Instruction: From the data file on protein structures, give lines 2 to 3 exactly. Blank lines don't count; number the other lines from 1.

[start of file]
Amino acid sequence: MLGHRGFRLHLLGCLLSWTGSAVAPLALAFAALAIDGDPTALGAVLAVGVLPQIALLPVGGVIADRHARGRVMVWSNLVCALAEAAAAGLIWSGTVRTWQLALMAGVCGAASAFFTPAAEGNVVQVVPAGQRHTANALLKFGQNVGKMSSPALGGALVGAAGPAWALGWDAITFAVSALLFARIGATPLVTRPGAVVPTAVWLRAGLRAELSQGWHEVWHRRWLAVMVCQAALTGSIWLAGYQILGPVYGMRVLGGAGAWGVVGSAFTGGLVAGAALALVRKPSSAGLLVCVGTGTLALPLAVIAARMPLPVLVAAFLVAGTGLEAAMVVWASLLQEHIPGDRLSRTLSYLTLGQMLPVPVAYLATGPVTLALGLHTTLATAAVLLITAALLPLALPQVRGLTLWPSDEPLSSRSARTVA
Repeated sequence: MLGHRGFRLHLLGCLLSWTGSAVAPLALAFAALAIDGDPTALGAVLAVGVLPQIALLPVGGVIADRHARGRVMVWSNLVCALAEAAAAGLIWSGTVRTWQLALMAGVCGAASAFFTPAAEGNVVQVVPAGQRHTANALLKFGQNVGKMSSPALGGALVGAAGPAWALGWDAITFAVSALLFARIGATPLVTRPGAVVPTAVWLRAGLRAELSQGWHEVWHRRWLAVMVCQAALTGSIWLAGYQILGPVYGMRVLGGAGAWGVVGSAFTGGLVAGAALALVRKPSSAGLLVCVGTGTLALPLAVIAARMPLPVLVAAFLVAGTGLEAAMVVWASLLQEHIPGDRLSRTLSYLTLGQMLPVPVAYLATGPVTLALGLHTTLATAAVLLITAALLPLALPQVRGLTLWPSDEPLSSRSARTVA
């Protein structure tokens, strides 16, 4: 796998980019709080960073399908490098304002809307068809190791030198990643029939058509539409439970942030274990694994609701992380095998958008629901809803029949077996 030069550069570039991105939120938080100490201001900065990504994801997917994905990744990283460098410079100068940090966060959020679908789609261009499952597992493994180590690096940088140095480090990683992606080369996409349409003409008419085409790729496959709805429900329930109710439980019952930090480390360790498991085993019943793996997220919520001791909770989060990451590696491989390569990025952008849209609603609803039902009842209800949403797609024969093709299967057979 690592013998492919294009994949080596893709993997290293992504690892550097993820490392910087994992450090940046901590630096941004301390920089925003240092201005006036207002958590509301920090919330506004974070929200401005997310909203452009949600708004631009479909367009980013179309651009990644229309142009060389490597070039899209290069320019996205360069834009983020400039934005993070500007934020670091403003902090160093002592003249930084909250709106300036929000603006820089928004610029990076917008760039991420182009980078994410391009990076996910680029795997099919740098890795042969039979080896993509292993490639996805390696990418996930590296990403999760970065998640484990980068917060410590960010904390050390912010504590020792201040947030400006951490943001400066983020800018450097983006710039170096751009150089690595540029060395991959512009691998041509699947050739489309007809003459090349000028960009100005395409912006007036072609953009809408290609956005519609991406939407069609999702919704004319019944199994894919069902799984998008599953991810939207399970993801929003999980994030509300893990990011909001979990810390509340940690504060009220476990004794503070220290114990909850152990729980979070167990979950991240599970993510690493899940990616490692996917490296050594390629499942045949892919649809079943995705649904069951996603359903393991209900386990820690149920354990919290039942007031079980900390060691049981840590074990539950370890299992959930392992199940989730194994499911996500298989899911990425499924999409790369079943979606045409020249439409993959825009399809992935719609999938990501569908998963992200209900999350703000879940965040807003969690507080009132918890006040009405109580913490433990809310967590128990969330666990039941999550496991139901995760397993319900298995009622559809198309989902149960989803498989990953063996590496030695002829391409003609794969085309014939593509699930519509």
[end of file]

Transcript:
Repeated sequence: MLGHRGFRLHLLGCLLSWTGSAVAPLALAFAALAIDGDPTALGAVLAVGVLPQIALLPVGGVIADRHARGRVMVWSNLVCALAEAAAAGLIWSGTVRTWQLALMAGVCGAASAFFTPAAEGNVVQVVPAGQRHTANALLKFGQNVGKMSSPALGGALVGAAGPAWALGWDAITFAVSALLFARIGATPLVTRPGAVVPTAVWLRAGLRAELSQGWHEVWHRRWLAVMVCQAALTGSIWLAGYQILGPVYGMRVLGGAGAWGVVGSAFTGGLVAGAALALVRKPSSAGLLVCVGTGTLALPLAVIAARMPLPVLVAAFLVAGTGLEAAMVVWASLLQEHIPGDRLSRTLSYLTLGQMLPVPVAYLATGPVTLALGLHTTLATAAVLLITAALLPLALPQVRGLTLWPSDEPLSSRSARTVA
């Protein structure tokens, strides 16, 4: 796998980019709080960073399908490098304002809307068809190791030198990643029939058509539409439970942030274990694994609701992380095998958008629901809803029949077996 030069550069570039991105939120938080100490201001900065990504994801997917994905990744990283460098410079100068940090966060959020679908789609261009499952597992493994180590690096940088140095480090990683992606080369996409349409003409008419085409790729496959709805429900329930109710439980019952930090480390360790498991085993019943793996997220919520001791909770989060990451590696491989390569990025952008849209609603609803039902009842209800949403797609024969093709299967057979 690592013998492919294009994949080596893709993997290293992504690892550097993820490392910087994992450090940046901590630096941004301390920089925003240092201005006036207002958590509301920090919330506004974070929200401005997310909203452009949600708004631009479909367009980013179309651009990644229309142009060389490597070039899209290069320019996205360069834009983020400039934005993070500007934020670091403003902090160093002592003249930084909250709106300036929000603006820089928004610029990076917008760039991420182009980078994410391009990076996910680029795997099919740098890795042969039979080896993509292993490639996805390696990418996930590296990403999760970065998640484990980068917060410590960010904390050390912010504590020792201040947030400006951490943001400066983020800018450097983006710039170096751009150089690595540029060395991959512009691998041509699947050739489309007809003459090349000028960009100005395409912006007036072609953009809408290609956005519609991406939407069609999702919704004319019944199994894919069902799984998008599953991810939207399970993801929003999980994030509300893990990011909001979990810390509340940690504060009220476990004794503070220290114990909850152990729980979070167990979950991240599970993510690493899940990616490692996917490296050594390629499942045949892919649809079943995705649904069951996603359903393991209900386990820690149920354990919290039942007031079980900390060691049981840590074990539950370890299992959930392992199940989730194994499911996500298989899911990425499924999409790369079943979606045409020249439409993959825009399809992935719609999938990501569908998963992200209900999350703000879940965040807003969690507080009132918890006040009405109580913490433990809310967590128990969330666990039941999550496991139901995760397993319900298995009622559809198309989902149960989803498989990953063996590496030695002829391409003609794969085309014939593509699930519509």